Decent versus Humiliating Organizations. Antecedents and Effects.

Johannes Lehner, Jaysuño Abramovich Schwartzberg


“Humiliation is any sort of behavior or condition that constitutes a sound reason for a person to consider his or her self-respect injured” (Margalit, 1996). Humiliating organizations are those which systematically humiliate their customers, employees, suppliers, or other groups significantly related to the organization.  This paper, first, aims to identify characteristics of humiliating versus decent organizational actions vis a vis the individual. Especially we will show where humiliation reaches beyond rational justification. Second, we will propose conditions and antecedents of humiliation in the relationship between organization and individual.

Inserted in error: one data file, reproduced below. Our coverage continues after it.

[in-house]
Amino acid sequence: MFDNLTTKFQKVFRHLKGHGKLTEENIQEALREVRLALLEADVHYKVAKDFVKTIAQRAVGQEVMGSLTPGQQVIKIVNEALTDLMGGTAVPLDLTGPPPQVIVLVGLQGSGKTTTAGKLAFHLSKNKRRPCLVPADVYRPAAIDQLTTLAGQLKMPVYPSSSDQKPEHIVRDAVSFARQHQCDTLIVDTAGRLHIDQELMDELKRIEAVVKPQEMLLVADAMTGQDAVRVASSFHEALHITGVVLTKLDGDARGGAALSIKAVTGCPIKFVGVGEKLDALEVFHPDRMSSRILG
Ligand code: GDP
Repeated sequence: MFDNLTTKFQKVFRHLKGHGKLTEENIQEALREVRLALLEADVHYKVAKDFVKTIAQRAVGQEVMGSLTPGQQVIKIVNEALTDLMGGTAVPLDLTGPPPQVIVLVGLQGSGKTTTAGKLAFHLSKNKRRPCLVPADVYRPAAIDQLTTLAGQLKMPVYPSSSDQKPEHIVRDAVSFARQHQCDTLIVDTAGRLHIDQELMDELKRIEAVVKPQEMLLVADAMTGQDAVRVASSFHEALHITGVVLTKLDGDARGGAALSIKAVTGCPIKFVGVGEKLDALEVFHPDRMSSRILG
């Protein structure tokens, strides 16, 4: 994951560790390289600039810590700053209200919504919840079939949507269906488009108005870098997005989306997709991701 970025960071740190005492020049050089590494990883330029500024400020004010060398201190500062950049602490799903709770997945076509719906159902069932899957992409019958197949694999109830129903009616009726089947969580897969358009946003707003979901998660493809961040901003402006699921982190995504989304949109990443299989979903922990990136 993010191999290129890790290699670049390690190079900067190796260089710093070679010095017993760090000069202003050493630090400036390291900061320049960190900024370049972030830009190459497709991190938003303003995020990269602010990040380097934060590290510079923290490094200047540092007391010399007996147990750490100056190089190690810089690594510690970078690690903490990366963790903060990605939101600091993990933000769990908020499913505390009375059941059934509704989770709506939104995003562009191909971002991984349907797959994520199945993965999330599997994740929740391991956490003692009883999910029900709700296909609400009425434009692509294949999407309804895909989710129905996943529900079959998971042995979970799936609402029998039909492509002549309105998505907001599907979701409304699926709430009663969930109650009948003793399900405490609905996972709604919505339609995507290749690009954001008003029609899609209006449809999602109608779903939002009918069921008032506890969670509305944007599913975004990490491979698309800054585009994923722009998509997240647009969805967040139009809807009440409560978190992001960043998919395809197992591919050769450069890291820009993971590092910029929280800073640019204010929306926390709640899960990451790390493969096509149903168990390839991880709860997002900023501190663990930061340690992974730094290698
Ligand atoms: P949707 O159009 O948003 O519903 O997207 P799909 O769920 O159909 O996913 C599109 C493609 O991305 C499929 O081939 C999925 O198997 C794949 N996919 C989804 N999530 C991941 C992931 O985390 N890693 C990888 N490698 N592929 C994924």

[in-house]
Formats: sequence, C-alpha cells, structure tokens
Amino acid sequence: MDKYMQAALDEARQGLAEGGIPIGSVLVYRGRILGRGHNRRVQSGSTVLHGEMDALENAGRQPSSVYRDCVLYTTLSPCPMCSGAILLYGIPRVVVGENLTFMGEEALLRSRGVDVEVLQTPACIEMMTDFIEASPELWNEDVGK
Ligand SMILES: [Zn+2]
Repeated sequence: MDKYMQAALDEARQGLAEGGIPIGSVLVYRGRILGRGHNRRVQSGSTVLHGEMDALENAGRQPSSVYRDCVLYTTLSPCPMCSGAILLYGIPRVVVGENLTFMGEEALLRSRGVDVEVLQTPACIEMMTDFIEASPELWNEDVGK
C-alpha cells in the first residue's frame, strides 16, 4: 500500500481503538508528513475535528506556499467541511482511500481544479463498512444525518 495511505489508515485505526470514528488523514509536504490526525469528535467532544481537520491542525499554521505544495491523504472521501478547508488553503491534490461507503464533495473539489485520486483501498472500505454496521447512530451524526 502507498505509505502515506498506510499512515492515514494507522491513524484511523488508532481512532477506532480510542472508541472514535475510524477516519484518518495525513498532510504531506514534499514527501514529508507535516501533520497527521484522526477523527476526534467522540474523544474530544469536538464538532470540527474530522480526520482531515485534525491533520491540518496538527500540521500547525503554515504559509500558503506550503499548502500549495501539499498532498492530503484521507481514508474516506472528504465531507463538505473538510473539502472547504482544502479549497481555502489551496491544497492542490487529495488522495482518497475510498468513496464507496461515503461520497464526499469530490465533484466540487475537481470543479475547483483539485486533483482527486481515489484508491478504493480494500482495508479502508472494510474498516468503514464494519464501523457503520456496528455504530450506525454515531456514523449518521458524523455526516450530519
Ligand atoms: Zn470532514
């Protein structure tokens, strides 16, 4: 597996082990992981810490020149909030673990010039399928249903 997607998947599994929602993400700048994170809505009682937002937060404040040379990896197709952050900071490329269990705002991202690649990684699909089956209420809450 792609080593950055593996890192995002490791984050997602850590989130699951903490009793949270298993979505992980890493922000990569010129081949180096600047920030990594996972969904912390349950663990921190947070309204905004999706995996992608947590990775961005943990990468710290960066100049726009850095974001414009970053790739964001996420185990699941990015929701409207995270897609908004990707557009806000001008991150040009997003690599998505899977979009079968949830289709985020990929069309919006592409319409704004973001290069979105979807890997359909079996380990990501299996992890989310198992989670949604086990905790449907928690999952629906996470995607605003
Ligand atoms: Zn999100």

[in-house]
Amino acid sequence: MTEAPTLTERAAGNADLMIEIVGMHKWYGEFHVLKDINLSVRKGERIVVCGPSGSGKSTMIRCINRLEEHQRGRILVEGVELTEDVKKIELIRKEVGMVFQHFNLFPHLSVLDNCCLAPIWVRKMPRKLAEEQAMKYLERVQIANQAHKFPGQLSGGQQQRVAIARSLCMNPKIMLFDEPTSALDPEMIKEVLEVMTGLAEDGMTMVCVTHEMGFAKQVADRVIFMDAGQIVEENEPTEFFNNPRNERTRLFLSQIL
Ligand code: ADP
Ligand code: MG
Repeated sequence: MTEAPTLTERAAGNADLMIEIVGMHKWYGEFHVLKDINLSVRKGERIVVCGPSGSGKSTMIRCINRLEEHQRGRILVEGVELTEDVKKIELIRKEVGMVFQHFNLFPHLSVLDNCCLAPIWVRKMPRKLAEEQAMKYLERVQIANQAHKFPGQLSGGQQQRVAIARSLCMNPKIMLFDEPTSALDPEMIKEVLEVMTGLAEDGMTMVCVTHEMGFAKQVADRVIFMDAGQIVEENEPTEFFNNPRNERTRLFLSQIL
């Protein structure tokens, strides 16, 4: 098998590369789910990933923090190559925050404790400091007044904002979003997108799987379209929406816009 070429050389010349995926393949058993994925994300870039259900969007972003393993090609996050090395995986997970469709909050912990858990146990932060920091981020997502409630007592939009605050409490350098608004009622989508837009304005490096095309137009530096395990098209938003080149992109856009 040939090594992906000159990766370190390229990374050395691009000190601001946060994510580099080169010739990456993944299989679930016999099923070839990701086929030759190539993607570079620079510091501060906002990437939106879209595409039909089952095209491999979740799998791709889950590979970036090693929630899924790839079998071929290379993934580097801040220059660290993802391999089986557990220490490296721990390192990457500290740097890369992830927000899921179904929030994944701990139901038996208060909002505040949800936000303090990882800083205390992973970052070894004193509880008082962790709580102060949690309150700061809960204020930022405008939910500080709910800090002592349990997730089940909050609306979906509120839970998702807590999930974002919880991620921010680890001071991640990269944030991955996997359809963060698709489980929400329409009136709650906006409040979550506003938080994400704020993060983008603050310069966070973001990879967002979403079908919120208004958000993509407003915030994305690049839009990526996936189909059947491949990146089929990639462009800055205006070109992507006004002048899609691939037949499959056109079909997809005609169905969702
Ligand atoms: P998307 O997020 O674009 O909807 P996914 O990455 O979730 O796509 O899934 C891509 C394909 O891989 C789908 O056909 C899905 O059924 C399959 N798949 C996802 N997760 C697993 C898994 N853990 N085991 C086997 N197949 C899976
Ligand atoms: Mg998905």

We distinguish humiliation from decency by referring to the concept of social status, originated by Max Weber (1924), which is closely related to honor, esteem and also self-esteem, although the concept is not directly applicable to the relationship between the organization and the individual. The opposite, the decent organization, creates or maintains contexts, which either do not affect status of individuals or which even heighten the status of individuals or groups of individuals.

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